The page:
Appointment Truth Telling

Repair establishments need a truth telling  yardstick, and it starts with the tone of management.

My friend and co-teacher of children with disabilities, Alison, taught me what to say to a child who was having trouble knowing the difference between reality and pretend. Say to the child, “Tell me anything. Tell me if it is pretend.”

This is going to be my mantra from now on with repair persons who promise to call me back “in a few minutes,” or who will send the repair person between one and five. Tell me if it is pretend that the call will come now or that the repair person will be there. ¬†It’s okay to be too busy and okay to be held up at a previous call, but etiquette and respect require them to let me know. It’s as though they think I have nothing to do but wait around for them to show up. Will it amuse or startle them when I say, “Tell me anything. Tell me if it is pretend”?

In defense of good business, the windshield glass people called yesterday to say there was a problem and they’d have to reschedule. Yea! Thanks. Wheelchair people have yet to call back. Van people are trying to make it up to me. Introspection reminds me that I have to live by the same rules on call-backs while I am cooking dinner. Oops. The mirror is so clean I can see myself.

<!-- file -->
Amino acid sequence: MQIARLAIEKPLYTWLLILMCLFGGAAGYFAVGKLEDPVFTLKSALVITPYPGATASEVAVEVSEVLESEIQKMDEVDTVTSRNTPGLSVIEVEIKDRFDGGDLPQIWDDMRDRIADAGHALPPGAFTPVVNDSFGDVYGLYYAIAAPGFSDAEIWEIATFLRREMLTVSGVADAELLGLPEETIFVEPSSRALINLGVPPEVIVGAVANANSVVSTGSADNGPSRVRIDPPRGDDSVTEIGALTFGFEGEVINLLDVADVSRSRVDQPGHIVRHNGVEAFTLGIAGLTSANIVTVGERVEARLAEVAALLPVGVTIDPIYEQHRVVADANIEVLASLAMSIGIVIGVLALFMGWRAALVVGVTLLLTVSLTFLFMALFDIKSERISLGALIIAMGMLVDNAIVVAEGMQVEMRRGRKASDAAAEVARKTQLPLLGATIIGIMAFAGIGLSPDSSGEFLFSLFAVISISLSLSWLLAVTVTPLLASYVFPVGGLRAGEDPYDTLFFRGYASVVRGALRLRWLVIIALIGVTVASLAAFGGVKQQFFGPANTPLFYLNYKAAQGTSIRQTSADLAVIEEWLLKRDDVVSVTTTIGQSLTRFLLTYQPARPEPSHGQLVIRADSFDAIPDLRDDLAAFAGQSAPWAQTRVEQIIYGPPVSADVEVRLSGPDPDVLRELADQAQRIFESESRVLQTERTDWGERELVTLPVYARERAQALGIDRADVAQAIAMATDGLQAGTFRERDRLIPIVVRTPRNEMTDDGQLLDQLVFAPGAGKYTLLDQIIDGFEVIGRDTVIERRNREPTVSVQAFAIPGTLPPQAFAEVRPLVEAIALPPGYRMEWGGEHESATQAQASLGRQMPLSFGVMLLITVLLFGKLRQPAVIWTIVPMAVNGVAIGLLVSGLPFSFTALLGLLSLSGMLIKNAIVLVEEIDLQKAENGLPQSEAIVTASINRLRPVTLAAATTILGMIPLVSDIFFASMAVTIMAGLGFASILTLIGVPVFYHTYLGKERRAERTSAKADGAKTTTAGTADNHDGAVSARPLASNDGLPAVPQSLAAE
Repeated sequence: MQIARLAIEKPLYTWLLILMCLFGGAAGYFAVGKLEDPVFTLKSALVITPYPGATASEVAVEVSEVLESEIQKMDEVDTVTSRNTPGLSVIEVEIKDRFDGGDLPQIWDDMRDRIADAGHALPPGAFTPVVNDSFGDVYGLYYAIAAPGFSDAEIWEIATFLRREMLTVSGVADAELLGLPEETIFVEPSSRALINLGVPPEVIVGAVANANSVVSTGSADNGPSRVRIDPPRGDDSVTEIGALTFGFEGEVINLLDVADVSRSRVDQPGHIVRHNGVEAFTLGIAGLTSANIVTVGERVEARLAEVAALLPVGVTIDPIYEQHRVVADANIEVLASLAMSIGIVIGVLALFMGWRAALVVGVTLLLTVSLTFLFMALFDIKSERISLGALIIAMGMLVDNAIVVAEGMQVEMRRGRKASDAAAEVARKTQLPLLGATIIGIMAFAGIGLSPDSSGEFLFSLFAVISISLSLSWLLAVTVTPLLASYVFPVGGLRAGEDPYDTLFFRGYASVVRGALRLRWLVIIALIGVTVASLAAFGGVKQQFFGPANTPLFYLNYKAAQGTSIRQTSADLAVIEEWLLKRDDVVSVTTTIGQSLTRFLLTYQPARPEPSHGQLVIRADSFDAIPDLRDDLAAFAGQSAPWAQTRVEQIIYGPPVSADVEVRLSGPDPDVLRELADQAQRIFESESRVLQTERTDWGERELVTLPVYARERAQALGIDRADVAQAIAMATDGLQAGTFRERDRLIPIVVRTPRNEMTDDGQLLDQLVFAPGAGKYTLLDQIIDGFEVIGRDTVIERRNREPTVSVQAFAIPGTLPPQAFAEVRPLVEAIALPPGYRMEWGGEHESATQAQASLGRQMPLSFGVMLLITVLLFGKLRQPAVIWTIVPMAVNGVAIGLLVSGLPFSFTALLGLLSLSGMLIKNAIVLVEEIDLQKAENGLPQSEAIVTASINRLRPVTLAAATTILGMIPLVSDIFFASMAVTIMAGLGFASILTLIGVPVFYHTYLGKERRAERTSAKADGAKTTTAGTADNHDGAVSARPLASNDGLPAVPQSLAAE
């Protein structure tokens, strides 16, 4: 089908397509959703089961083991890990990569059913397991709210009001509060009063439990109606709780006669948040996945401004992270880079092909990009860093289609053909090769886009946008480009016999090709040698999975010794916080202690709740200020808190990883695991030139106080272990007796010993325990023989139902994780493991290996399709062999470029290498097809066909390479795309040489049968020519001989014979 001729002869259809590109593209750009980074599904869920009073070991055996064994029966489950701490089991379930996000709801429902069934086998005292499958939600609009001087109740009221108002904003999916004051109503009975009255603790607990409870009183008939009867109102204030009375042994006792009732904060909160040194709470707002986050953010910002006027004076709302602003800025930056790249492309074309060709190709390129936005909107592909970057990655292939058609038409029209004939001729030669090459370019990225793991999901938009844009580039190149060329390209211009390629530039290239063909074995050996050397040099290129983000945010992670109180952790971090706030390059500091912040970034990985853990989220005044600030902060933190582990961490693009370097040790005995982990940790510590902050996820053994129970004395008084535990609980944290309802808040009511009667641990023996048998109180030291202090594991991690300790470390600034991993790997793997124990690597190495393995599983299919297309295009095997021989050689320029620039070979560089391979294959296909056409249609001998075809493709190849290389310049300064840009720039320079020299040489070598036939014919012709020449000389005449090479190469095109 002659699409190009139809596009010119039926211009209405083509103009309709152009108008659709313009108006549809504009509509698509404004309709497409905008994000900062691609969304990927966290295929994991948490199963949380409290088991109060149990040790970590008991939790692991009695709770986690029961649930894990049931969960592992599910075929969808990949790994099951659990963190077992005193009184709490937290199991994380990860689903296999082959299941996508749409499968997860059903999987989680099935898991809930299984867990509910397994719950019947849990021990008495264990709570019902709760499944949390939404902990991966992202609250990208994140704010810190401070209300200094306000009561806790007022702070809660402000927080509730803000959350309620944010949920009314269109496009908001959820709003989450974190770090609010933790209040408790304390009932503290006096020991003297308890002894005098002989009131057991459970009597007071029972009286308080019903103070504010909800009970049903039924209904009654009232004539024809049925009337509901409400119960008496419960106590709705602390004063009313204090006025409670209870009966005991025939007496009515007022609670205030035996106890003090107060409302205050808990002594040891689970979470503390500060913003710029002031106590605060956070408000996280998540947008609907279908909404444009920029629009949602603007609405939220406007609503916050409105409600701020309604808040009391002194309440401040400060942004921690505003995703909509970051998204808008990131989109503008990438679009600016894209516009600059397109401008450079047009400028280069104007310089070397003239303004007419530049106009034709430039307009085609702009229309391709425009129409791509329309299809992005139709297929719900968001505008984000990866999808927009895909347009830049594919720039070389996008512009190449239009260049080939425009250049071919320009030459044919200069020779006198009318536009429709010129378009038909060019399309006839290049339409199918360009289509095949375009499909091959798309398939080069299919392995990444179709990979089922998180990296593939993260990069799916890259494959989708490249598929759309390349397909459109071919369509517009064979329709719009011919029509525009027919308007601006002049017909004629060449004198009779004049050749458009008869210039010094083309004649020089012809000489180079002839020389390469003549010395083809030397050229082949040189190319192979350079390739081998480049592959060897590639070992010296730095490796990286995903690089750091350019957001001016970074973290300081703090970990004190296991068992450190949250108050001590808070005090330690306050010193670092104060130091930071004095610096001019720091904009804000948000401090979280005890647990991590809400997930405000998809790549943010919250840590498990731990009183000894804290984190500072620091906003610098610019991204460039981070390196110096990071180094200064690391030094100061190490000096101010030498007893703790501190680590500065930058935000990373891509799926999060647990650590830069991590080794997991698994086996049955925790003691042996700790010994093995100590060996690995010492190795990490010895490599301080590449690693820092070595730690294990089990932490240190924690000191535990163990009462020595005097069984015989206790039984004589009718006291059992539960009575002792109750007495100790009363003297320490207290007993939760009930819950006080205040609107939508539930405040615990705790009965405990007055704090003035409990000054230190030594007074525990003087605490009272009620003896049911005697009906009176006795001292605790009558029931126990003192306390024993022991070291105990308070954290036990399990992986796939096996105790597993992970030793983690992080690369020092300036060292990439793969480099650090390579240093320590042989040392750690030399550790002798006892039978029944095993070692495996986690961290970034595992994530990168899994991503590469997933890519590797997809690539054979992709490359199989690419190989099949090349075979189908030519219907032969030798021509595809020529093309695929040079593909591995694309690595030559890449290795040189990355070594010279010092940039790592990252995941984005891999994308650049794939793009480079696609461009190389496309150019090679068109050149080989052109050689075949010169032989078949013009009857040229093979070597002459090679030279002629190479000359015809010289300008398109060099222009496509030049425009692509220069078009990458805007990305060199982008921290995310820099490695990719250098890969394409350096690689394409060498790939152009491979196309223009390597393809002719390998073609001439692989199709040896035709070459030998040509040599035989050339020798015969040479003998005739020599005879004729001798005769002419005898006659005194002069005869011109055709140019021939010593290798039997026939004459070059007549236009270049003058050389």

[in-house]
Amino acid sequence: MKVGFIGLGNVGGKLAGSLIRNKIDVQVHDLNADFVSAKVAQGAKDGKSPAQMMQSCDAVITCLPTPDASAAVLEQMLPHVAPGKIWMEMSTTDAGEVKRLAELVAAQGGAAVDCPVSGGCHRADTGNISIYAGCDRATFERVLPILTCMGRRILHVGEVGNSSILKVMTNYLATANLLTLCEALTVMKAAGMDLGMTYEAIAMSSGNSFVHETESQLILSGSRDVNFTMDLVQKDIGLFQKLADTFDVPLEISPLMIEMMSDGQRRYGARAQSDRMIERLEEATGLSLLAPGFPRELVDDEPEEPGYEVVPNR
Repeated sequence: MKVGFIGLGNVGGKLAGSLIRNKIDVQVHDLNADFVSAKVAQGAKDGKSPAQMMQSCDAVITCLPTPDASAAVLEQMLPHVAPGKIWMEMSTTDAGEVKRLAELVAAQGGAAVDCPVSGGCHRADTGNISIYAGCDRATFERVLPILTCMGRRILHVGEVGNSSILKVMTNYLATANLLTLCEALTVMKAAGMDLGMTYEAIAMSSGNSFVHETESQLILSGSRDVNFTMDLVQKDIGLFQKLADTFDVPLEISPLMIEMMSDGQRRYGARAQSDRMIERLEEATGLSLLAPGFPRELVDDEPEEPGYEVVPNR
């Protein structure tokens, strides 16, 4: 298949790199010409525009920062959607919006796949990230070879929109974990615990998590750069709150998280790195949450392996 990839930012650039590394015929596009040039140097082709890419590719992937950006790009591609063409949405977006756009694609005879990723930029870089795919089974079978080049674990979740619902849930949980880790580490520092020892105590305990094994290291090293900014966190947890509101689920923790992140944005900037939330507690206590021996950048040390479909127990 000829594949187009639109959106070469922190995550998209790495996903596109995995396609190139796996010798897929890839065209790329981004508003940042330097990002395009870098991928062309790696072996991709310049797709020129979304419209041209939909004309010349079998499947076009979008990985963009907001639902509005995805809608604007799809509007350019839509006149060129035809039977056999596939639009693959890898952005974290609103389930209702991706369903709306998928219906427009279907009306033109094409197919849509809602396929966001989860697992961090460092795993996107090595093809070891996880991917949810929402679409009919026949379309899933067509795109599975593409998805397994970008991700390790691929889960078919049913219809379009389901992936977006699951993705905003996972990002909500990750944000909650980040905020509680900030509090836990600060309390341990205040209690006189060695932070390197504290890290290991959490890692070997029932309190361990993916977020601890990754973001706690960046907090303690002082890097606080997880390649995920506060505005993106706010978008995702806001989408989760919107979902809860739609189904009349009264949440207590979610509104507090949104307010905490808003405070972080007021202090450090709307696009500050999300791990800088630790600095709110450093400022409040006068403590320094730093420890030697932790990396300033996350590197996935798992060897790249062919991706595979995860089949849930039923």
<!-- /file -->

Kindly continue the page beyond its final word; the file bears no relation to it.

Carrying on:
About Naomi

I am a writer and Christian educator who works in several genres with a specialty in materials for persons with disabilities. The Long Road Home Romance Collection includes one of my books (11/14), and I just finished the first draft of a Quick Look handbook to help persons who teach an inclusive classroom. I love playing and listening to classical music, fishing, doing family things, and, in spite of my non-interest in identifying birds, have come to name them because of my bird watching husband, Bob. My children and grandchildren, because of their expertise in different fields, have broadened my lens for looking at the world.

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